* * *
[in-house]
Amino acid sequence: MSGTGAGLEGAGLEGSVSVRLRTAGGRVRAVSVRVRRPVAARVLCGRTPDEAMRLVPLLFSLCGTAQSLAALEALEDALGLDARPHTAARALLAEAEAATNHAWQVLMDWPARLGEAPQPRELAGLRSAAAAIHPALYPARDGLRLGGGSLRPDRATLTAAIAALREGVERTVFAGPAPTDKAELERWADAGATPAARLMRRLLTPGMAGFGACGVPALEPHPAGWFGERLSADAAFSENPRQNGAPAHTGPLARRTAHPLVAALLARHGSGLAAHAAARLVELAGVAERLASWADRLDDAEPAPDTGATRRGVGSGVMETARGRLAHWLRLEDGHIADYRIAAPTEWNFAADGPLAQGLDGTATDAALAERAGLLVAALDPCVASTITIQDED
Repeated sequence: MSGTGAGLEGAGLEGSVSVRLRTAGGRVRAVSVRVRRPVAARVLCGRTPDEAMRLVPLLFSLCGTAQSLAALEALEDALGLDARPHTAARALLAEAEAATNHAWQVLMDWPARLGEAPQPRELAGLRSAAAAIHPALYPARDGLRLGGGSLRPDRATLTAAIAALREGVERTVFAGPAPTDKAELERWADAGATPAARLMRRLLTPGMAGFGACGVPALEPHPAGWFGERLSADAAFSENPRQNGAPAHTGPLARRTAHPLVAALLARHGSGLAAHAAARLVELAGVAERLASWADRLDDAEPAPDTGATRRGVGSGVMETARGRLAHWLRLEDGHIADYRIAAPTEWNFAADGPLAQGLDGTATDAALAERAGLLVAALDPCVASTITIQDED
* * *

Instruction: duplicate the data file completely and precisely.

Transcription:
[in-house]
Amino acid sequence: MSGTGAGLEGAGLEGSVSVRLRTAGGRVRAVSVRVRRPVAARVLCGRTPDEAMRLVPLLFSLCGTAQSLAALEALEDALGLDARPHTAARALLAEAEAATNHAWQVLMDWPARLGEAPQPRELAGLRSAAAAIHPALYPARDGLRLGGGSLRPDRATLTAAIAALREGVERTVFAGPAPTDKAELERWADAGATPAARLMRRLLTPGMAGFGACGVPALEPHPAGWFGERLSADAAFSENPRQNGAPAHTGPLARRTAHPLVAALLARHGSGLAAHAAARLVELAGVAERLASWADRLDDAEPAPDTGATRRGVGSGVMETARGRLAHWLRLEDGHIADYRIAAPTEWNFAADGPLAQGLDGTATDAALAERAGLLVAALDPCVASTITIQDED
Repeated sequence: MSGTGAGLEGAGLEGSVSVRLRTAGGRVRAVSVRVRRPVAARVLCGRTPDEAMRLVPLLFSLCGTAQSLAALEALEDALGLDARPHTAARALLAEAEAATNHAWQVLMDWPARLGEAPQPRELAGLRSAAAAIHPALYPARDGLRLGGGSLRPDRATLTAAIAALREGVERTVFAGPAPTDKAELERWADAGATPAARLMRRLLTPGMAGFGACGVPALEPHPAGWFGERLSADAAFSENPRQNGAPAHTGPLARRTAHPLVAALLARHGSGLAAHAAARLVELAGVAERLASWADRLDDAEPAPDTGATRRGVGSGVMETARGRLAHWLRLEDGHIADYRIAAPTEWNFAADGPLAQGLDGTATDAALAERAGLLVAALDPCVASTITIQDED